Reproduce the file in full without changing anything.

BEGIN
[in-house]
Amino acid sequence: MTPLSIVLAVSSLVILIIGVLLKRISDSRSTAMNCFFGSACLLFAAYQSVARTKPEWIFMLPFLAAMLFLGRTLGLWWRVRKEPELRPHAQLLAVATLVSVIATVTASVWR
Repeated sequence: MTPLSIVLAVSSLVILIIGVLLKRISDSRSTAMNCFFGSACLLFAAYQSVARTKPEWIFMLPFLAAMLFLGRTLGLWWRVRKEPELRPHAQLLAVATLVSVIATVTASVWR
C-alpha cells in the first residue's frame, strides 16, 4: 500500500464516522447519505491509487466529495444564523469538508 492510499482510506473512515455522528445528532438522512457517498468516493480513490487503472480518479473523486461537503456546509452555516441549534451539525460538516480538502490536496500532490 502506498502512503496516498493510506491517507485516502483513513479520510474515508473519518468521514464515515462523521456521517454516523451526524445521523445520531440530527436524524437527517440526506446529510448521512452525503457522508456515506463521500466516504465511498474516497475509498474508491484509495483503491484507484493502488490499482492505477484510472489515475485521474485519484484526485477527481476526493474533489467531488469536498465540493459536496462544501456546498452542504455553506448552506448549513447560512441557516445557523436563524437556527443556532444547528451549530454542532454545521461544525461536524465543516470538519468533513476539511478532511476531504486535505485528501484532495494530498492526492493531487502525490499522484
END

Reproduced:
[in-house]
Amino acid sequence: MTPLSIVLAVSSLVILIIGVLLKRISDSRSTAMNCFFGSACLLFAAYQSVARTKPEWIFMLPFLAAMLFLGRTLGLWWRVRKEPELRPHAQLLAVATLVSVIATVTASVWR
Repeated sequence: MTPLSIVLAVSSLVILIIGVLLKRISDSRSTAMNCFFGSACLLFAAYQSVARTKPEWIFMLPFLAAMLFLGRTLGLWWRVRKEPELRPHAQLLAVATLVSVIATVTASVWR
C-alpha cells in the first residue's frame, strides 16, 4: 500500500464516522447519505491509487466529495444564523469538508 492510499482510506473512515455522528445528532438522512457517498468516493480513490487503472480518479473523486461537503456546509452555516441549534451539525460538516480538502490536496500532490 502506498502512503496516498493510506491517507485516502483513513479520510474515508473519518468521514464515515462523521456521517454516523451526524445521523445520531440530527436524524437527517440526506446529510448521512452525503457522508456515506463521500466516504465511498474516497475509498474508491484509495483503491484507484493502488490499482492505477484510472489515475485521474485519484484526485477527481476526493474533489467531488469536498465540493459536496462544501456546498452542504455553506448552506448549513447560512441557516445557523436563524437556527443556532444547528451549530454542532454545521461544525461536524465543516470538519468533513476539511478532511476531504486535505485528501484532495494530498492526492493531487502525490499522484